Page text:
The Call, 17 Apr 2016 - Forum Offers Sobering Opinions on Push for Legalization of Marijuana The increasing speculation that Rhode Island will further ease restrictions on the use of marijuana had area prevention coalitions raising a flag of caution at a recent Town Hall Meeting, hosted on the campus of Amica Insurance, to talk about how those changes could affect young people.
Sunday Star-Times, 17 Apr 2016 - Chris Fowlie started fighting for cannabis law reform in his university days. Twenty-four years later, the National Organisation for the Reform of Marijuana Laws (Norml) president believes the tide of public opinion is changing. Fowlie wants a moratorium on arrests for cannabis possession, saying it's impossible to have a fair discussion when one side is deemed criminal.
Rutland Herald, 16 Apr 2016 - MONTPELIER - The House Ways and Means Committee has voted to approve an amendment to a marijuana bill that would allow for the legal possession of up to 1 ounce and cultivation of up to two marijuana plants. The amendment, which materialized in the committee Thursday, passed on a 7-4 vote Friday after a few minor changes. It would fundamentally alter the bill advanced by the House Judiciary Committee last week.
The Trentonian, 16 Apr 2016 - Dear Gov. Christie my old pal - we will be puffing outside your office on 4/20 at 4:20 p.m. Take this as a personal invitation from me: NJWeedman. April 20 - The Stoner Holiday is next week and once again here in New Jersey there is a planned civil disobedience demonstration on the steps of the state capitol as a direct challenge to you Gov. Christie and your prohibitionist policies. http://tinyurl.com/CapitolSmokeout - - I personally plan on firing one up in your honor celebrating your demise at the Presidential level, don't stand to my left unless you want to see what you've erroneously and naively railed about. Try it i think youll like it.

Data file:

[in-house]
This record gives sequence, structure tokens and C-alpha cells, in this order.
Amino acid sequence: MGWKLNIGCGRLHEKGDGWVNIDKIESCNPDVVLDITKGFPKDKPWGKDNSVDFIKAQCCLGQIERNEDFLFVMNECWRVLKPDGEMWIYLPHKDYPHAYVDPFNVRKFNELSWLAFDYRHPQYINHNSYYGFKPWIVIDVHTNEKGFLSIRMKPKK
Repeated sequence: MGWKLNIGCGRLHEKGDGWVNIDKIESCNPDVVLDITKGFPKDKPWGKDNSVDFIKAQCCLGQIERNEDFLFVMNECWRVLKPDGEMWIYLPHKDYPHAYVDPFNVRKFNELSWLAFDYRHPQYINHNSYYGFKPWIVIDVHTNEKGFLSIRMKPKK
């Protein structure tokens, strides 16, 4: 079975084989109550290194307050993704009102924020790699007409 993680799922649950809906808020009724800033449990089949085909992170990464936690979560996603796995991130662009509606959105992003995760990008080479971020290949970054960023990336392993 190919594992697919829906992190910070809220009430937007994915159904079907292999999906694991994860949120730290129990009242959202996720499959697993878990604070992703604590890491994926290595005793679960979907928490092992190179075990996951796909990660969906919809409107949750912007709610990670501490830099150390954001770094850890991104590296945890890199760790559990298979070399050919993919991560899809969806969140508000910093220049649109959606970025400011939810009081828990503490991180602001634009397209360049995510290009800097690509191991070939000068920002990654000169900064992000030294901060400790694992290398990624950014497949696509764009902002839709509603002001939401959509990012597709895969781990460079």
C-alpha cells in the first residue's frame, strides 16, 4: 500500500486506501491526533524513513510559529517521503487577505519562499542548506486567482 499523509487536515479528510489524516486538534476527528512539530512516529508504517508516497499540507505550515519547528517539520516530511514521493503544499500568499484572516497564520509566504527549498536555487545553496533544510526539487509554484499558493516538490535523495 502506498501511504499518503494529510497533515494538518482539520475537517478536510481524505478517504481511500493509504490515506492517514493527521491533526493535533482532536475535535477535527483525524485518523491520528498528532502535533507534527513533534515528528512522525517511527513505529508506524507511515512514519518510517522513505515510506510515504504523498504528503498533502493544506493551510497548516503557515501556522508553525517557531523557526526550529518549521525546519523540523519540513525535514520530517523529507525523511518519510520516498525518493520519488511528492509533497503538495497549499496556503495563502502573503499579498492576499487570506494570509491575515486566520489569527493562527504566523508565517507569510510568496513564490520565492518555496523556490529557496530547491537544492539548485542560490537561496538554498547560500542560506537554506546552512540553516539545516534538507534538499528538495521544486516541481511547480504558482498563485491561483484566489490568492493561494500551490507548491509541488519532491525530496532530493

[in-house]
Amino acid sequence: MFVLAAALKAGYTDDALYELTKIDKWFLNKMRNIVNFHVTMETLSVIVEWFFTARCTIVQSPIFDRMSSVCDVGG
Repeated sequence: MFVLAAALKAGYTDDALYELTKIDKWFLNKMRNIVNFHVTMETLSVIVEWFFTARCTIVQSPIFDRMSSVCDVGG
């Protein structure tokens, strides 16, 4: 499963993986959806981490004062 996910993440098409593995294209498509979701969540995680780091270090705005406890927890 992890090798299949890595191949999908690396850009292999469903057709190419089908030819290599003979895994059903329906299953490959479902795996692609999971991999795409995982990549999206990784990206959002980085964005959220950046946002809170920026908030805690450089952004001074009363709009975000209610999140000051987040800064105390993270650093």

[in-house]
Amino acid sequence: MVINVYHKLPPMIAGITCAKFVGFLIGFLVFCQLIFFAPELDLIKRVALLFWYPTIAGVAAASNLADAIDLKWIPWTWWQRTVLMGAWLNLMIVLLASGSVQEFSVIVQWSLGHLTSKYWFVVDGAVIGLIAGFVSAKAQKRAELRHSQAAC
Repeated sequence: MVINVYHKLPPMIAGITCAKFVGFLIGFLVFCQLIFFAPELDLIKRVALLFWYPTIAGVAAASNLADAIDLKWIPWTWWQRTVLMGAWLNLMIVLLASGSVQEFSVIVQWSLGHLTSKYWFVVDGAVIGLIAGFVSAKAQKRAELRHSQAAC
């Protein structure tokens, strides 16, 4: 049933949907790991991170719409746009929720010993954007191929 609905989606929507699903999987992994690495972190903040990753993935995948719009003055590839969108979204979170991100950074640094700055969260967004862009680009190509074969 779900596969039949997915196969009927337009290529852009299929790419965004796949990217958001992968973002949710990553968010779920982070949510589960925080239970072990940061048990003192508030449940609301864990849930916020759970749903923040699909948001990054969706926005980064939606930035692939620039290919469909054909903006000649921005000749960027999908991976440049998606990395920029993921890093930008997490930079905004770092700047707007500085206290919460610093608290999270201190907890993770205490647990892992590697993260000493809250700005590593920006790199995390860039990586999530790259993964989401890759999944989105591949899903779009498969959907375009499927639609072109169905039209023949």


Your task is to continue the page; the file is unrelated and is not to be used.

Pittsburgh Post-Gazette, 16 Apr 2016 - Medical marijuana might seem like a cottage industry, but with Pennsylvania the nation's sixth-largest potential market, it's more likely to be big business. Think guys in suits, or maybe lab coats, not dreadlocks and striped baja hoodies.
Tulsa World, 16 Apr 2016 - Oklahoma, Nebraska Officials Continue a Battle Against Colorado. DENVER - Oklahoma Attorney General Scott Pruitt is trying a new tactic in his fight to have Colorado's legalization of marijuana for recreational use overturned.
Pawtucket Times, 16 Apr 2016 - BOSTON (AP) - A group supporting legalized use of recreational marijuana in Massachusetts said Friday that Gov. Charlie Baker and Boston Mayor Marty Walsh are being hypocritical by supporting more liquor licenses while opposing the pot initiative. The Campaign to Regulate Marijuana Like Alcohol leveled the charge one day after Baker, Walsh and other top officials announced formation of a committee to fight a likely November ballot question that would allow Massachusetts residents 21 and older to possess up to 1 ounce of marijuana.
Sun-Sentinel, 16 Apr 2016 - Lee Carroll Brooker, a 75-year-old disabled veteran suffering from chronic pain, was arrested in July 2011 for growing three dozen marijuana plants for his medicinal use behind his son's house in Dothan, Ala., where he lived. For this crime, Mr. Brooker was given a life sentence with no possibility of release. Alabama law mandates that anyone with certain prior felony convictions be sentenced to life without parole for possessing more than1 kilogram, or 2.2 pounds, of marijuana, regardless of intent to sell. Mr. Brooker had been convicted of armed robberies in Florida two decades earlier, for which he served 10 years. The marijuana plants collected at his son's house-including unusable parts like vines and stalks-weighed 2.8 pounds.